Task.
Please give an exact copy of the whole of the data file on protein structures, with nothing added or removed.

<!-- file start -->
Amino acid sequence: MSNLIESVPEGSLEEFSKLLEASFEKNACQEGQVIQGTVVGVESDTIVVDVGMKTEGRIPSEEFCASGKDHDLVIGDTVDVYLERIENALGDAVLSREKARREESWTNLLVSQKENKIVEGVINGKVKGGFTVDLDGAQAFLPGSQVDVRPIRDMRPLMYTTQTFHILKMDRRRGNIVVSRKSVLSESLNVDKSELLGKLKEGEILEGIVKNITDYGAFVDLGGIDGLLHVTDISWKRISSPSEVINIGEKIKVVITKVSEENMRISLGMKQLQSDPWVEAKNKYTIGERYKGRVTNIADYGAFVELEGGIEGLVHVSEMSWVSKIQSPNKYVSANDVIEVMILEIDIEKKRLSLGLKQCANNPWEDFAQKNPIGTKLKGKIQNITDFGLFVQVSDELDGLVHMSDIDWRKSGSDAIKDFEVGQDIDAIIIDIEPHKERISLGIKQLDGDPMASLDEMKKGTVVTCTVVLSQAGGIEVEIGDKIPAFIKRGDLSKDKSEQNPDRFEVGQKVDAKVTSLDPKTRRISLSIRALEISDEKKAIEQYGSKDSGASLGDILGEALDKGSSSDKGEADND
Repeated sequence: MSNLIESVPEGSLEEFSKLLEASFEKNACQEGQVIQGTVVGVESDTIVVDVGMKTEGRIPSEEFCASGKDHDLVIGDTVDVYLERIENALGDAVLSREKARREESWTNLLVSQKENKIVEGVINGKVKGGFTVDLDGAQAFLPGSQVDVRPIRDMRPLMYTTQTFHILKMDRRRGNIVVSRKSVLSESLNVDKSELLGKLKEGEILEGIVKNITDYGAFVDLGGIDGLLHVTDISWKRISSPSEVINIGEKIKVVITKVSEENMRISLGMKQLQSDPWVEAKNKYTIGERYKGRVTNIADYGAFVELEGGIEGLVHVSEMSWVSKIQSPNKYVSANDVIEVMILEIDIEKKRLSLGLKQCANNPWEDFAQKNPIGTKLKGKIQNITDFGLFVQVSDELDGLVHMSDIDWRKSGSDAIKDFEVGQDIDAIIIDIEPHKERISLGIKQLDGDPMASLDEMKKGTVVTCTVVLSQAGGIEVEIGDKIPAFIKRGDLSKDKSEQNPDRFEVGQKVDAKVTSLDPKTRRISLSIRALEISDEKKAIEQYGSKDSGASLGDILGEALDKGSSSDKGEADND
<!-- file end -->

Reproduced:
Amino acid sequence: MSNLIESVPEGSLEEFSKLLEASFEKNACQEGQVIQGTVVGVESDTIVVDVGMKTEGRIPSEEFCASGKDHDLVIGDTVDVYLERIENALGDAVLSREKARREESWTNLLVSQKENKIVEGVINGKVKGGFTVDLDGAQAFLPGSQVDVRPIRDMRPLMYTTQTFHILKMDRRRGNIVVSRKSVLSESLNVDKSELLGKLKEGEILEGIVKNITDYGAFVDLGGIDGLLHVTDISWKRISSPSEVINIGEKIKVVITKVSEENMRISLGMKQLQSDPWVEAKNKYTIGERYKGRVTNIADYGAFVELEGGIEGLVHVSEMSWVSKIQSPNKYVSANDVIEVMILEIDIEKKRLSLGLKQCANNPWEDFAQKNPIGTKLKGKIQNITDFGLFVQVSDELDGLVHMSDIDWRKSGSDAIKDFEVGQDIDAIIIDIEPHKERISLGIKQLDGDPMASLDEMKKGTVVTCTVVLSQAGGIEVEIGDKIPAFIKRGDLSKDKSEQNPDRFEVGQKVDAKVTSLDPKTRRISLSIRALEISDEKKAIEQYGSKDSGASLGDILGEALDKGSSSDKGEADND
Repeated sequence: MSNLIESVPEGSLEEFSKLLEASFEKNACQEGQVIQGTVVGVESDTIVVDVGMKTEGRIPSEEFCASGKDHDLVIGDTVDVYLERIENALGDAVLSREKARREESWTNLLVSQKENKIVEGVINGKVKGGFTVDLDGAQAFLPGSQVDVRPIRDMRPLMYTTQTFHILKMDRRRGNIVVSRKSVLSESLNVDKSELLGKLKEGEILEGIVKNITDYGAFVDLGGIDGLLHVTDISWKRISSPSEVINIGEKIKVVITKVSEENMRISLGMKQLQSDPWVEAKNKYTIGERYKGRVTNIADYGAFVELEGGIEGLVHVSEMSWVSKIQSPNKYVSANDVIEVMILEIDIEKKRLSLGLKQCANNPWEDFAQKNPIGTKLKGKIQNITDFGLFVQVSDELDGLVHMSDIDWRKSGSDAIKDFEVGQDIDAIIIDIEPHKERISLGIKQLDGDPMASLDEMKKGTVVTCTVVLSQAGGIEVEIGDKIPAFIKRGDLSKDKSEQNPDRFEVGQKVDAKVTSLDPKTRRISLSIRALEISDEKKAIEQYGSKDSGASLGDILGEALDKGSSSDKGEADND